The World Meteorological Organization has sounded the alarm that 2014 is on track to be the warmest year on record and a preview of what’s to come as global warming gets worse — that is, unless you look at the satellite data.
Satellite datasets show that 2014 is nowhere near the warmest year on record, so far only ranking as the 7th warmest on record, according to data compiled from the Remote System Satellite (RSS) datasets. (TheDCNF’s Definitive Guide To Understanding The Pause In Global Warming)
RSS and the University of Alabama, Huntsville are the two main satellite datasets used to measure temperature. They record radiances in certain wavelengths in the lower troposphere, which are then converted into temperature readings by scientists. So far, neither dataset shows 2014 on track to being the warmest on record.
“Our satellite estimates of global temperature, which have much more complete geographic coverage than thermometers, reveal that 2014 won’t be even close to a record warm year,” writes Dr. Roy Spencer, climate scientist at UAH.
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“In fact, the satellite and thermometer technologies seem to be diverging in what they are telling us in recent years, with the thermometers continuing to warm, and the satellite temperatures essentially flat-lining,” Spencer adds.
Climate scientists with the WMO and the National Oceanic and Atmospheric Administration say surface temperature readings show that 2014 is on track to beat 1998, 2005 and 2010 as the warmest year on record — although only by “a few hundredths of a degree,” according to the WMO.
“The first ten months of 2014 (January–October) were the warmest such period since record keeping began in 1880,” NOAA reported. “2014 is currently on track to be the warmest year on record.”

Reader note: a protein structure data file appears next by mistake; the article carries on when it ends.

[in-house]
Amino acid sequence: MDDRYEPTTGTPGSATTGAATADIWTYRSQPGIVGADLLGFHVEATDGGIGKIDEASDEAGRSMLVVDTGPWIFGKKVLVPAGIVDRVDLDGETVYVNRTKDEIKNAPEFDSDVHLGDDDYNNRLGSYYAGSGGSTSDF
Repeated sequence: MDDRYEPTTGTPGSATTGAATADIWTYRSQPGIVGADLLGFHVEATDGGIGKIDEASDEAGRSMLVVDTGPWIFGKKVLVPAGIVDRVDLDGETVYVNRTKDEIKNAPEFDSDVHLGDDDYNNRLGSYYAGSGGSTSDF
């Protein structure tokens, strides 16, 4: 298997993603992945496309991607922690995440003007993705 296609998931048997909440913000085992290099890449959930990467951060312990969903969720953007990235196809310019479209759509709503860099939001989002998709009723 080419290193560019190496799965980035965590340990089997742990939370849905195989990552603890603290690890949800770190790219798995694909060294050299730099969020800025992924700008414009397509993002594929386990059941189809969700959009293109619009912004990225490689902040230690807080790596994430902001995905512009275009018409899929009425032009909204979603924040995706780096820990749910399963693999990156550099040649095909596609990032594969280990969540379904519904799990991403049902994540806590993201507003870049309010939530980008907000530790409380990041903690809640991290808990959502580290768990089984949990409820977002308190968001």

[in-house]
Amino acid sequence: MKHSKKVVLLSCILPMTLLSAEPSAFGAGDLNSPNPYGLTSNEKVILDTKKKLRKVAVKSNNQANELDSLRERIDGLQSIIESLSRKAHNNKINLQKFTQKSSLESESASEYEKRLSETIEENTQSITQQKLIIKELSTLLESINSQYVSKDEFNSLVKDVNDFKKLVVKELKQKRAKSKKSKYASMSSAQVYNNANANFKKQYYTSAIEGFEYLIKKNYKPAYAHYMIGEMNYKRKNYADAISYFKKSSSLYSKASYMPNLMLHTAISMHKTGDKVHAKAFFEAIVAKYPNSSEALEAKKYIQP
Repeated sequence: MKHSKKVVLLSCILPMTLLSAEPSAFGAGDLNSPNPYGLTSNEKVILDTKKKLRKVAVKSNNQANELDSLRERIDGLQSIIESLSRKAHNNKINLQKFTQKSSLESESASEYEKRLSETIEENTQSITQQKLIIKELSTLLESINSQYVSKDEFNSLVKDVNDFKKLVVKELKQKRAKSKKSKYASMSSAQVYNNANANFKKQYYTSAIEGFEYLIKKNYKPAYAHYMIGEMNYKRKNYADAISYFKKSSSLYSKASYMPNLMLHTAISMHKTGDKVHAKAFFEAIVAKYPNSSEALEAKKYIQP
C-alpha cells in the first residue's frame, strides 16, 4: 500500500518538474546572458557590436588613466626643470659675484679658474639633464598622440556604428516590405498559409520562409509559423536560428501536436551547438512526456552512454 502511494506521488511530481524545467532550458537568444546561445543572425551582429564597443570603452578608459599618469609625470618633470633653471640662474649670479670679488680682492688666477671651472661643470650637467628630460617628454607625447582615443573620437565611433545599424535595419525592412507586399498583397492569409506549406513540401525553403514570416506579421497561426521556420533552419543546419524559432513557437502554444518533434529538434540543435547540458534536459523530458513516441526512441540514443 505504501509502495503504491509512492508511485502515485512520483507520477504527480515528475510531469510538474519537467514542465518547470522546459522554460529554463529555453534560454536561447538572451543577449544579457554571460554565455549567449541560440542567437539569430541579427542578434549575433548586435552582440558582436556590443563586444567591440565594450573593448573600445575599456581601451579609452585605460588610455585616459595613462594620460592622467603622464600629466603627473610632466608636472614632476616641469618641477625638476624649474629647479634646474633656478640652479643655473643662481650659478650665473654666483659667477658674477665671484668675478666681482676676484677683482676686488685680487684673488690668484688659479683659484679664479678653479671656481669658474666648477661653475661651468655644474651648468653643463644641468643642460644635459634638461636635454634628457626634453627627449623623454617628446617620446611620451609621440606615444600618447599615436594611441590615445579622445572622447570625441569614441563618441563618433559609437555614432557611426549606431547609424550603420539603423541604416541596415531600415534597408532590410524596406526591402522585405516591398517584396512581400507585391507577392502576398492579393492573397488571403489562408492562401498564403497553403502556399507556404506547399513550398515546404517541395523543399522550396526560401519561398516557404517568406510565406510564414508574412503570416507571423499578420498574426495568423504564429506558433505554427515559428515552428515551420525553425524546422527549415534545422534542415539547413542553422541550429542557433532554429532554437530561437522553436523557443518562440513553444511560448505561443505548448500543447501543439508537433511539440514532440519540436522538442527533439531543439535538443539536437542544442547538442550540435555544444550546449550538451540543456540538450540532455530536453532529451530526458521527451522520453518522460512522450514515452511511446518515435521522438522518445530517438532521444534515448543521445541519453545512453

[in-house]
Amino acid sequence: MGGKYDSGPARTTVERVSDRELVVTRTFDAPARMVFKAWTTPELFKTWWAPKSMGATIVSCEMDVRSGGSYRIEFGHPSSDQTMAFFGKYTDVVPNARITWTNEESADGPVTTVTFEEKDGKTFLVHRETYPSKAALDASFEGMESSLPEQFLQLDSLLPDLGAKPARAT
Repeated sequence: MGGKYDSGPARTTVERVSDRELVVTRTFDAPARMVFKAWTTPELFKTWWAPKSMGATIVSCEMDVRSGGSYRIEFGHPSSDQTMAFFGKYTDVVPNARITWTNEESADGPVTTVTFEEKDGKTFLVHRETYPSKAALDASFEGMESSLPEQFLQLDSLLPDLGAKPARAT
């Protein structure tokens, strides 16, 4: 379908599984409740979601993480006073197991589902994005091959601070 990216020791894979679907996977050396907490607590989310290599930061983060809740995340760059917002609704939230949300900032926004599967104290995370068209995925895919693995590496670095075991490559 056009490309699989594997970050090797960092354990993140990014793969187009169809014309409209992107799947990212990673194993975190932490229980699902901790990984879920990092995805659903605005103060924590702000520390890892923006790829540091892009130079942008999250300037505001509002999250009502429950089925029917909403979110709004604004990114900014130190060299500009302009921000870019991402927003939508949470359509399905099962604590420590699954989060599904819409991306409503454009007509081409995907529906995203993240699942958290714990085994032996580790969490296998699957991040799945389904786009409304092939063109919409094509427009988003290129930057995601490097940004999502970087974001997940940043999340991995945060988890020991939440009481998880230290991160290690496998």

The WMO reports that “the global average air temperature over land and sea surface for January to October was about 0.57° Centigrade… above the average of 14.00°C (57.2 °F) for the 1961-1990 reference period.”
“If November and December maintain the same tendency, then 2014 will likely be the hottest on record, ahead of 2010, 2005 and 1998,” WMO notes. “This confirms the underlying long-term warming trend.”
Spencer, however, argues that agencies like NOAA and WMO rely on global surface temperature readings over the land and ocean which suffer from serious quality issues. While satellites can cover every inch of the world, surface temperatures rely on weather stations, buoys and ships that don’t cover every inch of the world. In fact, one can drive hundreds (maybe even thousands) of miles between weather stations.
The absence of weather stations covering every inch of the globe means that surface temperatures must be extrapolated over large areas that may have drastically different terrain and climates.
Spencer also notes that surface temperatures suffer from what’s called the “urban heat island effect” — an artificial warming caused in population centers due to cars, asphalt, buildings and other factors that bias thermometer readings.
“Most thermometers measure temperature where people live, and people tend to build stuff that warms the local environment around the thermometer,” Spencer writes, adding that “most of the warming occurs long before the thermometer site actually becomes ‘urban.’”
“This effect, which has been studied and published for many decades, has not been adequately addressed in the global temperature datasets, partly because there is no good way to apply it to individual thermometer sites,” Spencer continues.
Despite criticisms from Spencer and other skeptics of man-made global warming, WMO scientists argue that 2014 is further proof of the long-term warming trend the world has entered into due to increased fossil fuel use.
“The provisional information for 2014 means that fourteen of the fifteen warmest years on record have all occurred in the 21st century,” said WMO Secretary-General Michel Jarraud. “There is no standstill in global warming.”
“What we saw in 2014 is consistent with what we expect from a changing climate,” Jarraud said. “Record-breaking heat combined with torrential rainfall and floods destroyed livelihoods and ruined lives.”
But even if 2014 ranks as the hottest year on record according to surface temperature readings, it will only be so by hundredths of a degree — which isn’t high enough to breach the margin of error for thermometer readings.
“A couple hundredths of a degree warmer than a previous year (which 2014 will likely be) should be considered a ‘tie,’ not a record,” argues Spencer.
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